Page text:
Weddings in India are typically large, drawn-out affairs. As a result, they can be expensive. However, ‘expensive’ is a relative term - your western money may go further in Indian rupees (₹).
Expect to pay administrative fees that vary by region. If you’re a foreigner, a local registrar may quote you up to ₹75,000 (about €1,000) in administration costs. However, under the Special Marriage Act, an application for registration is only ₹150, and ₹100 for registration under the Hindu Marriage Act for religious weddings. Make sure that you don’t fall prey to overpaying for administration costs. Typically you should only expect administrative fees for your marriage application and for the issuance of your marriage certificate. You may need to pay an additional ₹400 or ₹500 for any affidavits that are required.
Another way you may be overpaying is through currency exchange fees. Make sure to budget your wedding wisely by using a service like TransferWise which allows you to transfer money without worrying about crazy bank fees and unfair exchange rates. TransferWise offers the same real exchange rate you can find on Google and adds only a small, transparent fee.
As long as you’ve applied properly for your wedding, you’re free to marry in a venue and location of your choice. Many people choose to get married in temples, on boats, outdoors, or in churches or temples. You can also marry directly at the registrar where you apply for your marriage certificate.
The following embassy and consulate websites will supply additional information about your wedding and requirements if you’re a foreign national:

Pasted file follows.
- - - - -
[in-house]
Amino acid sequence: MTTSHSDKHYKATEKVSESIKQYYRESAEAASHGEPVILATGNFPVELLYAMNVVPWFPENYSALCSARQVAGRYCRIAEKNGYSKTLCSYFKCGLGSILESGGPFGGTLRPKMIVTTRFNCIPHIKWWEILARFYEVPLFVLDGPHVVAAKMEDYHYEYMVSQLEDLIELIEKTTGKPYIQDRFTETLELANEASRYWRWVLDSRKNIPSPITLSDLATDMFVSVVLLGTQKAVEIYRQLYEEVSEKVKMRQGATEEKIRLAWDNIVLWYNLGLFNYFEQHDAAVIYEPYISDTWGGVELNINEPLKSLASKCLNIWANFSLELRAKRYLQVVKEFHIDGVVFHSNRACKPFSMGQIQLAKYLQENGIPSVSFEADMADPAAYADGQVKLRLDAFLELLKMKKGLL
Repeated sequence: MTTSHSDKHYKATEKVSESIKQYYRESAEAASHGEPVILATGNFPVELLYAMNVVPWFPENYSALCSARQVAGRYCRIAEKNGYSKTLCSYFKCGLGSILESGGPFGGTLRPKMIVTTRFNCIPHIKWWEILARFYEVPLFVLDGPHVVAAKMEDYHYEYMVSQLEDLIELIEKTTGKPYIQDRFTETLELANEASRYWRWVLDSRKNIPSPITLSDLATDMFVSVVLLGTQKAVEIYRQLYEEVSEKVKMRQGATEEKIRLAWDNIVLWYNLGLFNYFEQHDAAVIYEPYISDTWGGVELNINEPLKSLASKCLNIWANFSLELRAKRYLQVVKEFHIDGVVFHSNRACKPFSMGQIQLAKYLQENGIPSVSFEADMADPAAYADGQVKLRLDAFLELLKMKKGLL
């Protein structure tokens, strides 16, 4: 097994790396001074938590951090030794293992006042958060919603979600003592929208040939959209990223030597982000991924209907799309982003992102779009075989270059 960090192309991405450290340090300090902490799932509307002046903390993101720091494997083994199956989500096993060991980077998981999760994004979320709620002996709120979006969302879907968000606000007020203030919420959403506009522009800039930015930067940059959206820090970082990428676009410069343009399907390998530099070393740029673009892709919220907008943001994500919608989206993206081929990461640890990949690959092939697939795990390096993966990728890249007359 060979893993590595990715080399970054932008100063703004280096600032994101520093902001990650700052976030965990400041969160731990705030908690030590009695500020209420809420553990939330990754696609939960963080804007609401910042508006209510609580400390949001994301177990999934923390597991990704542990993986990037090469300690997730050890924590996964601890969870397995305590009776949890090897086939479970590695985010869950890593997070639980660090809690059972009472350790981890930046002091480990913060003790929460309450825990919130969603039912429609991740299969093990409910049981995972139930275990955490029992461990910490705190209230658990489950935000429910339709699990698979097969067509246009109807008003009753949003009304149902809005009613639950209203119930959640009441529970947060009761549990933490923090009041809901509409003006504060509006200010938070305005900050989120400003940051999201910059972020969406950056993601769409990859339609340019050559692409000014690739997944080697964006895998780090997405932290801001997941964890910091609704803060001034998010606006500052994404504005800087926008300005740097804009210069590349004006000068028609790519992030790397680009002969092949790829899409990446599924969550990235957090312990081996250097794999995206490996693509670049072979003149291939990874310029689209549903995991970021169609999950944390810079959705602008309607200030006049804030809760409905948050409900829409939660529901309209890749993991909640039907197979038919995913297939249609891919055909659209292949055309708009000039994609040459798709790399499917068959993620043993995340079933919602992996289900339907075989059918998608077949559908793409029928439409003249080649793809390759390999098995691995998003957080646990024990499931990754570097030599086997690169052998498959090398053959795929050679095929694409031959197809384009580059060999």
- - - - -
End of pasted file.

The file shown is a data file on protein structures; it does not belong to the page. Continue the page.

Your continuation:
- United Kingdom:
- United States:
Weddings in India are culturally viewed as a once-in-a-lifetime, grandiose party that has a lot of implications about the prosperity of the families involved. They also tend to last up to a week, with events, meals and celebrations every day. It’s not uncommon for families to invite over a thousand people and take out loans just to cover wedding costs.
That said, it’s possible to have a wedding for the equivalent of a few hundred Euro, so plan according to what you can afford. Here are some estimated costs for a 100-person destination wedding in India:
|Saris and Clothing||₹200,000|
The following are popular wedding locations in India:
|Zenana Mahal (Udaipur)||The candlelit queen’s palace in the city palace complex, located in ‘city of lakes’|
|Lebua resort (Jaipur)||A resort and spa with French influence in the ‘pink city’ known for its royal palace|
|Coconut Lagoon (Kerala)||An old feudal village located southern beach region, with canals tea gardens|
|Snow Valley Resorts (Manali)||A hideaway amidst pinewood forests in the Himalayas|
|Oberoi Amarvilas (Agra)||A luxury hotel in one of the oldest historic cities in India, near the Taj Mahal|
|The Taj West End (Bangalore)||A legendary hotel with graceful gardens and spacious lawns|
|Reis Magos Fort (Goa)||The oldest fort in Goa, restored, in a beach destination popular with foreigners and festival goers|
|Leela Palace (New Delhi)||A luxe space in a tourist capital, easily accessible for foreigners|
|Krishnam Dhani (Pushkar)||A resort in a city filled with famous temples|
|Thaker Farm (Ahmedabad, Gujarat)||A farm located in vibrant western city filled with palaces and forts|
Indian weddings are full of traditions and customs, most of which are considered optional to the couple getting married. You might consider including some of the following in your ceremony:
- Mauli: 15 days prior to the wedding, the mauli (string) is tied to the groom and his parents to ask the gods for a safe wedding day
- Union of Souls: It’s common to tie the bride’s safi to the groom’s scarf to symbolise their coming together
- Henna: Traditionally, an Indian bride covers her skin in Henna, which is applied by her female friends and family members
- Sangeet: Guests will perform a sort of talent show with choreographed dances, musical numbers and skits in honour of the couple
- Bou Bhat - The day after the wedding, the groom’s family and friends have a lunch, wherein the bride is formally invited to the family. The groom pledges responsibility for the bride and gives her a sari as a gift
A wedding in India will surely require planning, time and money. However, it’s also sure to be a celebration that’s remembered by your family and friends for a long time to come.